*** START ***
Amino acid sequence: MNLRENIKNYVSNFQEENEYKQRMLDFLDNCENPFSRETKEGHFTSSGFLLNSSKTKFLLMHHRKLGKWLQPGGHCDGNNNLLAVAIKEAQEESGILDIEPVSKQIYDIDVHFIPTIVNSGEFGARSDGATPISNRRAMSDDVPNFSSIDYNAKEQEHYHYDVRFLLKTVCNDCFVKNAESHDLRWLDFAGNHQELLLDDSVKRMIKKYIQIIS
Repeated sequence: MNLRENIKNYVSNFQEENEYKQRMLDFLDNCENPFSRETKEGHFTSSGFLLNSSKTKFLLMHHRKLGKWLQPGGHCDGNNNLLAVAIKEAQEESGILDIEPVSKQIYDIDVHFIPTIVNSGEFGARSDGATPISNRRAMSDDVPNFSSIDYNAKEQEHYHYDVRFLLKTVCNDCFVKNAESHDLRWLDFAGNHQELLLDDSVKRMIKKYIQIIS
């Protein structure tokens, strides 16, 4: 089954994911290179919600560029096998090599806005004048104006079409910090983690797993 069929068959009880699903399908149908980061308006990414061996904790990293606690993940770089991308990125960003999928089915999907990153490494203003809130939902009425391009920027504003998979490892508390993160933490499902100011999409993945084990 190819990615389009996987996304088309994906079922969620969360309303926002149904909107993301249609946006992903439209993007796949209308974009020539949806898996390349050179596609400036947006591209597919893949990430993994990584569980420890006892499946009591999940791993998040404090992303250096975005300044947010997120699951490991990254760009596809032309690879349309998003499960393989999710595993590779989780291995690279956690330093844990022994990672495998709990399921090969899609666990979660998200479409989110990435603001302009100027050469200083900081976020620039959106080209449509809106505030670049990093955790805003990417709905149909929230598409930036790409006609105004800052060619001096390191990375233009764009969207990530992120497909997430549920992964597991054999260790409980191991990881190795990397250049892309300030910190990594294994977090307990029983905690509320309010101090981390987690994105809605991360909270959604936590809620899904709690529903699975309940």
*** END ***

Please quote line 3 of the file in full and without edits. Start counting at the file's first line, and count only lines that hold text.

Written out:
């Protein structure tokens, strides 16, 4: 089954994911290179919600560029096998090599806005004048104006079409910090983690797993 069929068959009880699903399908149908980061308006990414061996904790990293606690993940770089991308990125960003999928089915999907990153490494203003809130939902009425391009920027504003998979490892508390993160933490499902100011999409993945084990 190819990615389009996987996304088309994906079922969620969360309303926002149904909107993301249609946006992903439209993007796949209308974009020539949806898996390349050179596609400036947006591209597919893949990430993994990584569980420890006892499946009591999940791993998040404090992303250096975005300044947010997120699951490991990254760009596809032309690879349309998003499960393989999710595993590779989780291995690279956690330093844990022994990672495998709990399921090969899609666990979660998200479409989110990435603001302009100027050469200083900081976020620039959106080209449509809106505030670049990093955790805003990417709905149909929230598409930036790409006609105004800052060619001096390191990375233009764009969207990530992120497909997430549920992964597991054999260790409980191991990881190795990397250049892309300030910190990594294994977090307990029983905690509320309010101090981390987690994105809605991360909270959604936590809620899904709690529903699975309940």